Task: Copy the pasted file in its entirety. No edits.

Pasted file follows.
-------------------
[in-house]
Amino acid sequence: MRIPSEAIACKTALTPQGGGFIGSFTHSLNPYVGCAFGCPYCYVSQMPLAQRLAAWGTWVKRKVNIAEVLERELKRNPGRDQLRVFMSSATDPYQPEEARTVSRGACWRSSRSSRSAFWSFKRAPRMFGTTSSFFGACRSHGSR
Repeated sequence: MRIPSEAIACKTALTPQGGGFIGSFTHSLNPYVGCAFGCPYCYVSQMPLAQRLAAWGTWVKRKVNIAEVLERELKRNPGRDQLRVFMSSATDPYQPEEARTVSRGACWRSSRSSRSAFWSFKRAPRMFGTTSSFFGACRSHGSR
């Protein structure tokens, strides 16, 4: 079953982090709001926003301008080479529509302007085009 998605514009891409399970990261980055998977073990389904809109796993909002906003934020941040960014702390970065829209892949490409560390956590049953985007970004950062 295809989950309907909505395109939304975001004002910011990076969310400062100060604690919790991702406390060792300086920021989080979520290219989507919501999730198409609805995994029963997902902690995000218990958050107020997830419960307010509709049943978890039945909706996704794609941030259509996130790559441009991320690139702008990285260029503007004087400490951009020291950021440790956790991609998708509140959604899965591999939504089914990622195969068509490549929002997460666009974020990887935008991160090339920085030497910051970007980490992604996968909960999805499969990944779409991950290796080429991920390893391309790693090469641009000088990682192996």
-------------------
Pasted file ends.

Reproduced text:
[in-house]
Amino acid sequence: MRIPSEAIACKTALTPQGGGFIGSFTHSLNPYVGCAFGCPYCYVSQMPLAQRLAAWGTWVKRKVNIAEVLERELKRNPGRDQLRVFMSSATDPYQPEEARTVSRGACWRSSRSSRSAFWSFKRAPRMFGTTSSFFGACRSHGSR
Repeated sequence: MRIPSEAIACKTALTPQGGGFIGSFTHSLNPYVGCAFGCPYCYVSQMPLAQRLAAWGTWVKRKVNIAEVLERELKRNPGRDQLRVFMSSATDPYQPEEARTVSRGACWRSSRSSRSAFWSFKRAPRMFGTTSSFFGACRSHGSR
């Protein structure tokens, strides 16, 4: 079953982090709001926003301008080479529509302007085009 998605514009891409399970990261980055998977073990389904809109796993909002906003934020941040960014702390970065829209892949490409560390956590049953985007970004950062 295809989950309907909505395109939304975001004002910011990076969310400062100060604690919790991702406390060792300086920021989080979520290219989507919501999730198409609805995994029963997902902690995000218990958050107020997830419960307010509709049943978890039945909706996704794609941030259509996130790559441009991320690139702008990285260029503007004087400490951009020291950021440790956790991609998708509140959604899965591999939504089914990622195969068509490549929002997460666009974020990887935008991160090339920085030497910051970007980490992604996968909960999805499969990944779409991950290796080429991920390893391309790693090469641009000088990682192996």